Vendors big and small
Server hardware vendors exist in many sizes. The bigger vendors might be less flexible in offering value-added services but may have quicker response time with their suppliers and a more attractive price structure. The smaller vendors (and local value-added resellers, or VARs) are generally geographically closer to you, which may be beneficial in support situations. Some smaller vendors will give priority to landing a customer that will occupy a large percentage of their revenue (50 percent or more) and deliver that customer premium service. This is at a cost, of course, but it may provide a nice fit for your project needs.
When you’re selecting a vendor, be careful to keep in mind the duration of the relationship. If the relationship that you are creating will last a finite period of time, make the vendor aware of that intention. However, if you feel that a long-term relationship potential exists, mention that as well. You may be able to benefit by disclosing your timeframe to the vendor.
Other TechRepublic resources for selecting vendors
For more information on selecting the best vendor, see these articles: "Vendors and the limits of partnership"—Pay special attention to Artner’s Law 7.1.1.a. It’s the truth. "Members offer tips for winning vendor negotiations"—Find out what topics you should (and should not) discuss with vendors.
What vendors can do for you
When you are planning your project, vendors can often provide valuable assistance because of their experience in helping other companies deploy similar solutions. Even if it costs you a little bit, a vendor’s advice may be an excellent complement to your internal research efforts. For example, the vendor may be able to recommend other technologies and products that could enhance your solution.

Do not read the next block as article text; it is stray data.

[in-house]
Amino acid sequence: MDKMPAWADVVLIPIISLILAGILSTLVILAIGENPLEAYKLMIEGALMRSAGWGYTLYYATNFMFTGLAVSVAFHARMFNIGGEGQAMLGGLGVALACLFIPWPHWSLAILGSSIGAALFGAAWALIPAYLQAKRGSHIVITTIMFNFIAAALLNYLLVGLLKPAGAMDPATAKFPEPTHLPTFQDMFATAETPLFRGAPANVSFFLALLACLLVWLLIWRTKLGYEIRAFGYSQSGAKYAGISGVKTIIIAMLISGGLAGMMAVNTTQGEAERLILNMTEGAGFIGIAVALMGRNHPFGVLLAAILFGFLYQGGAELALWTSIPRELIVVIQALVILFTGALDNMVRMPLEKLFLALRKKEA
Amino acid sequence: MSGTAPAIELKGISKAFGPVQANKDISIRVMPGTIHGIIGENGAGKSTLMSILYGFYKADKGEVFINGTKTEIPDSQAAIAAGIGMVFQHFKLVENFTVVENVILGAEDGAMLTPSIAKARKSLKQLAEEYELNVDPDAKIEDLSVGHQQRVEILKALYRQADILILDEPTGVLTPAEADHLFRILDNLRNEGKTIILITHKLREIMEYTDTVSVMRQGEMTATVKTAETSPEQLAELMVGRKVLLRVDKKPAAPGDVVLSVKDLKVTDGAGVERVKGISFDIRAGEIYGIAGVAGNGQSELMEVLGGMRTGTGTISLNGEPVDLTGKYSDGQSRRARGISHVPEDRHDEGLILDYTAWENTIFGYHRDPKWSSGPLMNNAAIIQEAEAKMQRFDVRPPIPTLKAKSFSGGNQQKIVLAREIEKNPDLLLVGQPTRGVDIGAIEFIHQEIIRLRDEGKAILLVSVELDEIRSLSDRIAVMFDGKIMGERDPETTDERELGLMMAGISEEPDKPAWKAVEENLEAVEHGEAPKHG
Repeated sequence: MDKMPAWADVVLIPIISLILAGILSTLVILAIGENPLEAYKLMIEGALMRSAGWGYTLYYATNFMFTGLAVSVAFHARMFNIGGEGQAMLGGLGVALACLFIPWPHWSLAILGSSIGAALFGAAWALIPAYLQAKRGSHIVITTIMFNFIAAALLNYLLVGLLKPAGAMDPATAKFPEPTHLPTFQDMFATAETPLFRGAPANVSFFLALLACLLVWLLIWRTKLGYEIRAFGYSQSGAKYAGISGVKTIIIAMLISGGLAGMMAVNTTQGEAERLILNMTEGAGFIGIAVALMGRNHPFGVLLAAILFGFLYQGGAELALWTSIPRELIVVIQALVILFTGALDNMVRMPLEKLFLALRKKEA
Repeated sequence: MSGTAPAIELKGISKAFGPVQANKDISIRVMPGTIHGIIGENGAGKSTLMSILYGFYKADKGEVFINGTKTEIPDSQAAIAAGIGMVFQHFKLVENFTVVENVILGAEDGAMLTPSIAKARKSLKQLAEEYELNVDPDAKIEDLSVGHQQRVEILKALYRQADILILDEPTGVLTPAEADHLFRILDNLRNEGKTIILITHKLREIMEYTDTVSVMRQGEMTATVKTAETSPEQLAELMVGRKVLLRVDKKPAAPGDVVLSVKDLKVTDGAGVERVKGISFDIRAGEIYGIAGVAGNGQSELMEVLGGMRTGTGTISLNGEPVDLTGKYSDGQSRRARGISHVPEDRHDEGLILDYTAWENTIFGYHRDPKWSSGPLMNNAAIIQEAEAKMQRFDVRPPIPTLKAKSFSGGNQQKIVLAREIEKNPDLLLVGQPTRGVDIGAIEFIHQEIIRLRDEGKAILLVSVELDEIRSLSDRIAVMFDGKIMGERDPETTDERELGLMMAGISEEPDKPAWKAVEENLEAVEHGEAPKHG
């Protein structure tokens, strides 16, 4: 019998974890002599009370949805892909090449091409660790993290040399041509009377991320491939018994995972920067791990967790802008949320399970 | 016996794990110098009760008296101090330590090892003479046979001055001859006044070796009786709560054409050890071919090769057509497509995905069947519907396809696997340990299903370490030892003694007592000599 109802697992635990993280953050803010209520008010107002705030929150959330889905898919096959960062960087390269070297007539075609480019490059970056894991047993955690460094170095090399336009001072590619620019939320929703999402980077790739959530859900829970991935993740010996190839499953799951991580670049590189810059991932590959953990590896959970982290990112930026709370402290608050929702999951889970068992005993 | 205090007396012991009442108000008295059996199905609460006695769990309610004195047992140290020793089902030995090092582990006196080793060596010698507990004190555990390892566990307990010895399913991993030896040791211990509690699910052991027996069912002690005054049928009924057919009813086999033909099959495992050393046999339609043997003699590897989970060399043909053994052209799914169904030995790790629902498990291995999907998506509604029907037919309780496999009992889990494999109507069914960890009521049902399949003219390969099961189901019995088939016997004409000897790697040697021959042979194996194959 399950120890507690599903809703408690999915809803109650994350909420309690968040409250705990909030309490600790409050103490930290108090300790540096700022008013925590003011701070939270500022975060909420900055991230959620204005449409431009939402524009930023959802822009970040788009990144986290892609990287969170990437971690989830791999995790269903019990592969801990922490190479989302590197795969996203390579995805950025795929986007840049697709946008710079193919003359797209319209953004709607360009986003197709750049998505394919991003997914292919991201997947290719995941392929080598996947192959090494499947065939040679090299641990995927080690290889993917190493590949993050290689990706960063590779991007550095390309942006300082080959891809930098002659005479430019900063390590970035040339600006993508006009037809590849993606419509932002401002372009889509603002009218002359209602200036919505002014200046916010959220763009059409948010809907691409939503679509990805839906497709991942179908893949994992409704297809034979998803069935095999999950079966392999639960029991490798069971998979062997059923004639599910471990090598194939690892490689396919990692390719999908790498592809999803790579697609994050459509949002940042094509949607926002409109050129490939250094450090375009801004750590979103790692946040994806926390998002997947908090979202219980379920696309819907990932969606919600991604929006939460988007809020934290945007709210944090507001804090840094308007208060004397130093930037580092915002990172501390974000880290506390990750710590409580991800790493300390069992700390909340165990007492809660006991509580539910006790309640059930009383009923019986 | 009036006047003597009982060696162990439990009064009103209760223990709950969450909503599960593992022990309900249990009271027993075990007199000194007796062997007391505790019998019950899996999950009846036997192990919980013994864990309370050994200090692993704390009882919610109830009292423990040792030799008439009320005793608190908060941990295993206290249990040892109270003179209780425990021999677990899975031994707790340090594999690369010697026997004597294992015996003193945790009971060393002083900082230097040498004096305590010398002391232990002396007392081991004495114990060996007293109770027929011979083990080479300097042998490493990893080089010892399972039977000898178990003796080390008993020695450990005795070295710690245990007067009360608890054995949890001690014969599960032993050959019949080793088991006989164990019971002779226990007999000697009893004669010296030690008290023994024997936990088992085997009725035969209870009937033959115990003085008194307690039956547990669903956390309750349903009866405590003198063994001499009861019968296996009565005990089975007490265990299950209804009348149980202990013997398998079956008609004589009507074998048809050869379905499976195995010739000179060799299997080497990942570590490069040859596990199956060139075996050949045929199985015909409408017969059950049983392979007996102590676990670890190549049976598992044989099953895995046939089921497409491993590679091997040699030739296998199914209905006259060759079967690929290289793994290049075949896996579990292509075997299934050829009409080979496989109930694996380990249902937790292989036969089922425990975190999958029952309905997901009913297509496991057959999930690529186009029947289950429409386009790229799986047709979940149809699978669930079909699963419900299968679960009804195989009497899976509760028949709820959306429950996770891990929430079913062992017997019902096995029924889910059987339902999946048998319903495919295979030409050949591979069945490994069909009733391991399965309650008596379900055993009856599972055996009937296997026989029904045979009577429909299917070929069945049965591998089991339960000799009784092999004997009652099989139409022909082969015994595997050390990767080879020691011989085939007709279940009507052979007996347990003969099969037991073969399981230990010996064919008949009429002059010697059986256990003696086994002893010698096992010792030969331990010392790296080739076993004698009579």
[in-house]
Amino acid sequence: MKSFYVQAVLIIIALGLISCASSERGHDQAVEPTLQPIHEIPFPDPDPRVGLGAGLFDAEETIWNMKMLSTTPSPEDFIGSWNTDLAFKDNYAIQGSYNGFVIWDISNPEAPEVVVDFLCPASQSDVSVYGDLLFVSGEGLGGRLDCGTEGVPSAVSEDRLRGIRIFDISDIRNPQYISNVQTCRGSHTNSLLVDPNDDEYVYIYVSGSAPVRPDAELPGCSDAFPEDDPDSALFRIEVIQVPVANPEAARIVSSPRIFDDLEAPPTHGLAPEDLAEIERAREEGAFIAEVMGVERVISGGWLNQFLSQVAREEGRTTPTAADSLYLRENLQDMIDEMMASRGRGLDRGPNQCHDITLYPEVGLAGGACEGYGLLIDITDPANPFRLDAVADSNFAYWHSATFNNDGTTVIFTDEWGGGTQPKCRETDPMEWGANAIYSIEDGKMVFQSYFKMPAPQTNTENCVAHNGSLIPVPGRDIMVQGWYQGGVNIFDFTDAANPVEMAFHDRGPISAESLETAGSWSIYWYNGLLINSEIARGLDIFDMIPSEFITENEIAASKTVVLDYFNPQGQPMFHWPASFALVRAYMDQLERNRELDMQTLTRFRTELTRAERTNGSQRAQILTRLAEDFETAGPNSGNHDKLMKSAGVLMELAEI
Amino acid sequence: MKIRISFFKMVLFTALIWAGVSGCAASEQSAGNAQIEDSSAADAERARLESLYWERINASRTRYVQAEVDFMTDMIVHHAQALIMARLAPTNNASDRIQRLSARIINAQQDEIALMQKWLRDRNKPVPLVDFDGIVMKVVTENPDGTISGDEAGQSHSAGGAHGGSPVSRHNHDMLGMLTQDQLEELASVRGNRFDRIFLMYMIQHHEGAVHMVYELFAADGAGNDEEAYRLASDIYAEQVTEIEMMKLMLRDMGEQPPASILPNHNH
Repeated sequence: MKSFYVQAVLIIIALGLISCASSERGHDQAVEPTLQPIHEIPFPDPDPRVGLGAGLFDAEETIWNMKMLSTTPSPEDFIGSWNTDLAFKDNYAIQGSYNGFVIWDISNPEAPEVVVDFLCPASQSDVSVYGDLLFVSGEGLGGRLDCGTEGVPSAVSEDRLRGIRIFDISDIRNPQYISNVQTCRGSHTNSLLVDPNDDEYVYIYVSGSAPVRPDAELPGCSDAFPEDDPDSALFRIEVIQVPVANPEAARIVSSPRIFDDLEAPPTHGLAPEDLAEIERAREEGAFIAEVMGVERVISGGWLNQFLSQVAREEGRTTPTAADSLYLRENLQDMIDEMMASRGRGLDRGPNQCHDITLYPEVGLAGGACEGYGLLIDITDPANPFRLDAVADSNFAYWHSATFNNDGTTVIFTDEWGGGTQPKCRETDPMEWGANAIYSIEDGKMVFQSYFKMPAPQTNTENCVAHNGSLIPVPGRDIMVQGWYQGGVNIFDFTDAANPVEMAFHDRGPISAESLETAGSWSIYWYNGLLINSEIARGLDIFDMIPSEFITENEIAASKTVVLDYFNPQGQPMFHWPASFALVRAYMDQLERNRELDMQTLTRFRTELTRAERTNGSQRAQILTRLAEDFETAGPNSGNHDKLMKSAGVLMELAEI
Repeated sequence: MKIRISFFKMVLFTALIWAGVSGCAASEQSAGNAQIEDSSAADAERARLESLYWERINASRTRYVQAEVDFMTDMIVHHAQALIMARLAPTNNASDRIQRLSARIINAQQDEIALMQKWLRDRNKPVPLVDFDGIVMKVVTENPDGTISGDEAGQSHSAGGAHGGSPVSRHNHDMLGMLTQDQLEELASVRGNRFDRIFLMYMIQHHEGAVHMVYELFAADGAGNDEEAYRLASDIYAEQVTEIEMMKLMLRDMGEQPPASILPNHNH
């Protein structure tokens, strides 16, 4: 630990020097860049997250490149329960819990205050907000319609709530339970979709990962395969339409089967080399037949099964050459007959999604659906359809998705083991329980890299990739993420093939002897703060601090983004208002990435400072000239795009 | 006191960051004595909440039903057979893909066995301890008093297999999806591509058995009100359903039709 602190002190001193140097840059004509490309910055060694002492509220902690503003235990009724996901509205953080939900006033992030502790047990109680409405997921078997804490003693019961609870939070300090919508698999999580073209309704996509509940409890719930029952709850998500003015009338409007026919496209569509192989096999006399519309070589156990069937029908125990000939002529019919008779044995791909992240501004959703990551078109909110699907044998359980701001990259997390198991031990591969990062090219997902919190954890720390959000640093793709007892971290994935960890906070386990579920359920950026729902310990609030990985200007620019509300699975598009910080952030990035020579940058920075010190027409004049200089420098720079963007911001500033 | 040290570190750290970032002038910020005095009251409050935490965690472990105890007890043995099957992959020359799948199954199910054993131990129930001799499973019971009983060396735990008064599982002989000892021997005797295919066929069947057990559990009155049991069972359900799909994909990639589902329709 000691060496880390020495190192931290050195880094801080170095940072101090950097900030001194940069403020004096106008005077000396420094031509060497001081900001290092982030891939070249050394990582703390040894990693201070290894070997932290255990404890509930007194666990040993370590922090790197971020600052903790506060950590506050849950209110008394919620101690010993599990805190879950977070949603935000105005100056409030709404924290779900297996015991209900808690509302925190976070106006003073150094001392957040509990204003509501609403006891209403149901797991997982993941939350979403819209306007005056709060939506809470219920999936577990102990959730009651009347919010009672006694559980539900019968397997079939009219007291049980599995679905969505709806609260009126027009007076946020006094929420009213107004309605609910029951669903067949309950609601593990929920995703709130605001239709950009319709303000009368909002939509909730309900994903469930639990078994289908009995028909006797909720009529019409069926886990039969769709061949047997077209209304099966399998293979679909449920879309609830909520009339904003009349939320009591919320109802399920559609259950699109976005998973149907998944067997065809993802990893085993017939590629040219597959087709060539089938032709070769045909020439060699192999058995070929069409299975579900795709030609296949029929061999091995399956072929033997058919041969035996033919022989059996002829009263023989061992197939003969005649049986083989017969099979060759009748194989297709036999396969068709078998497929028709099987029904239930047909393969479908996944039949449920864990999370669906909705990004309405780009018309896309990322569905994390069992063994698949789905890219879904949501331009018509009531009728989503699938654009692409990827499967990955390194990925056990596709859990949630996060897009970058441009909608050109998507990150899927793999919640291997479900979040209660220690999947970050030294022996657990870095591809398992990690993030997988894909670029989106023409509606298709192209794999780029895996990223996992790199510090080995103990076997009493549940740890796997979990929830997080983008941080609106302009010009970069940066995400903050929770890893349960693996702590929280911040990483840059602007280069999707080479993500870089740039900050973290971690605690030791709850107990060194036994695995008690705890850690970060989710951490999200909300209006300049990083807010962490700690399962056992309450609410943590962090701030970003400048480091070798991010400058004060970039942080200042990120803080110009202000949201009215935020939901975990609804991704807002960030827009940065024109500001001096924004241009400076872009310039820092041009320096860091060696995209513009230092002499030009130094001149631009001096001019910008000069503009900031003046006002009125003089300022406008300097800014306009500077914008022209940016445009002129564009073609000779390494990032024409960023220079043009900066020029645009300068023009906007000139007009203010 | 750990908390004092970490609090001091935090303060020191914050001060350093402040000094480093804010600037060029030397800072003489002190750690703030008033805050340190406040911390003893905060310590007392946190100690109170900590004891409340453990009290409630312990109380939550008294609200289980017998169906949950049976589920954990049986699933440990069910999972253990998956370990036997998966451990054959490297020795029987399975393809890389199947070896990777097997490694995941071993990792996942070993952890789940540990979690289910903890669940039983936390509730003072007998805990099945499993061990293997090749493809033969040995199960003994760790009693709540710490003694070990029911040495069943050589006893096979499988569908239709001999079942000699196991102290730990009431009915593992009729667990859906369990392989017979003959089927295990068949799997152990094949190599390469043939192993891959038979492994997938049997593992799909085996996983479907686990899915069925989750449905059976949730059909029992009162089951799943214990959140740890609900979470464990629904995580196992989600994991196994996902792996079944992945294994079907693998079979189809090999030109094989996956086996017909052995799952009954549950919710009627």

Additionally, once you decide to purchase equipment from a vendor, you should be aware that it is often willing to engage in preconfiguration work that can save time for your IT staff. This can include:
- Installing add-on hardware (backup drive, special accessory card, modem, etc.) that may not be a standard option from the server manufacturer.
- Deploying a software image or software configuration procedure you have created for the project.
- Configuring RAID arrays.
- Shipping a preconfigured server directly to a remote site and assisting with deployment support.
Making the choice
Overall, vendors are there to help you procure the server hardware for your needs. However, utilizing the additional services that vendors offer can be a tremendous benefit and can tip the balance when selecting the best vendor for your company.
What tips do you have for selecting a server vendor?
We look forward to getting your input and hearing about your experiences regarding this topic. Join the discussion below or send the editor an e-mail.
Rick Vanover is a software strategy specialist for Veeam Software, based in Columbus, Ohio. Rick has years of IT experience and focuses on virtualization, Windows-based server administration, and system hardware.